The Riddle of Grace. By Scott Hoezee. Grand Rapids: William B. Eerdmans Publishing Co., 1996. 164 pp. Paper, $14.00.
What does it mean to be “saved by grace” and then—as a result of that salvation—to live “graciously”? Do Christians know what it means to be a “graced people”? This is the basic thrust of the author, Scott Hoezee, pastor of preaching and administration at Calvin Christian Reformed Church in Grand Rapids, Michigan. While he initially warns the reader of the fact that the Reformed tradition has “misconstrued” the need to live “the grateful life” (p. 7), his decidedly Reformed mindset has left an indelible mark on his attempt to adopt a “new” approach: “Only those who know just how bad sin is can also know how great grace is” (p 46, emphasis mine).
Hoezee has divided his thoughts into four chapters. First, he traces the biblical data for the doctrine of grace. Second, he explores the “dimension of the gracious life” (or, how to find ways to say “Thank You” for the greatest gift that God can give). Third, he attempts to grapple with the implications of grace in a capitalistic world. In the final chapter he wrestles with the difficult questions surrounding grace and church discipline (or, how can the church handle sin/scandals in ways different from other societal institutions). Interspersed between the chapters are short “meditations on grace” which Hoezee has drawn from OT passages.
The author’s treatment of the biblical understanding of grace (pp. 11-46) is especially noteworthy—readers will find several helpful insights from both the OT and NT passages he explores.
Unfortunately, Hoezee’s second chapter, “Grace and Gratitude,” is basically the standard Reformed position on sanctification, complete with reference to “antinomianism” (p. 53). While the author subscribes to the fact that works have nothing to do with our salvation, “the power of God’s grace is so enormous that it inevitably will result in a distinctive kind of life” (p. 57, emphasis his).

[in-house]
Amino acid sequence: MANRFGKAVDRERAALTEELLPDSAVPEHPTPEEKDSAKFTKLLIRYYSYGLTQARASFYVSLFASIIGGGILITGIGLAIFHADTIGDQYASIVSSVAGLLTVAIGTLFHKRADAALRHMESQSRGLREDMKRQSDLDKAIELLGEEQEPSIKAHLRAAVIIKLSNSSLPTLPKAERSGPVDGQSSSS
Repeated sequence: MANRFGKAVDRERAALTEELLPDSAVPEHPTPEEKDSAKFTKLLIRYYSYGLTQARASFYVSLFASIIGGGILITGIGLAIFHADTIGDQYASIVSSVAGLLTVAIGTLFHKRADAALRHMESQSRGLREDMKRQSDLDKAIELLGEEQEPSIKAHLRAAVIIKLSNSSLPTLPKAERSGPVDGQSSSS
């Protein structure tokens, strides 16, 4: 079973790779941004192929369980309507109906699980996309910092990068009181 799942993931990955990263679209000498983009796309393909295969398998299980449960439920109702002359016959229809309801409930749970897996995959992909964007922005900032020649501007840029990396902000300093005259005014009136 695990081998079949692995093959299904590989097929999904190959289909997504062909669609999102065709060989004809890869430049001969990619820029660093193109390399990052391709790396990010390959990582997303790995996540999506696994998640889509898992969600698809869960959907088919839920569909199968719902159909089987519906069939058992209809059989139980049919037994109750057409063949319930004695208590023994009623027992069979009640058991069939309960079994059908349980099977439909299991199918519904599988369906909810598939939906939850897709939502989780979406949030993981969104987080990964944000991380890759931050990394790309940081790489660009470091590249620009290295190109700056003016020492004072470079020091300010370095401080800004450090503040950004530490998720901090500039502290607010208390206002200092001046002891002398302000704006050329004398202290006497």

I found his thoughts on “Grace and Capitalism” (chapter 3) confusing: “What effect has the capitalist way of life had on the church, its theology, and most importantly, its view of grace?” (p. 89). Hoezee has somehow concluded that American capitalism and the “modern preoccupation of the Self” (p. 91) are synonymous, and therefore dangerous, even though he recognizes that the great reformers all put great emphasis on the “lay life.” While stopping short of equating socialism with “gracious living,” he warns that the business “ethos” is affecting the Church (p. 92) and not the other way around. The pastor has become the “spiritual C.E.O.” and “bottom-line results” are more important than “preaching the Word.” I sensed here more of the author’s frustration with the megachurch concept than capitalism per se (even though Hoezee grew up in Ada, Michigan, which just happens to be the corporate home of Amway!).
Hoezee seems to consider the concept of rewards—whether earthly or heavenly—as detrimental to a proper focus on grace:
The idea that we must each “make it on our own” [the author’s understanding of the “American spirit”], the seeking of rewards (and the proffering of rewards to motivate right behavior),…are difficult ideas to transcend in our culture (p. 110, emphasis mine).
Moreover, any emphasis on the biblical view of accountability (“…feared punishments [especially punishments from God],” p. 118) should be carefully phrased by parents and teachers with “well-tuned theological antennae.”
This issue of accountability appears further diluted when the author discusses his concept of “Grace and Discipline” (pp. 129-59) with regards to sin/scandals within a church body. He summarizes his discussion of Matt 18:15-19 and Jesus’ emphasis on proper exclusion from fellowship—”treat as pagans and tax collectors”—by stating: “But we do not for that reason cease having contact with him (i.e., the recalcitrant brother)” (p. 141)—even though later Paul gives specific instructions to the Corinthians in 1 Cor 5:11 “not even to eat with such a man”! This chapter contains many good intentions, but falls far short of a well-reasoned biblical explanation of corporate discipline.
I cannot recommend this book to GES members for a proper view of the foundation of God’s grace and its work in one’s life. This book is well named: it is indeed a riddle of grace.
R. A. McCreless
Fort Collins, CO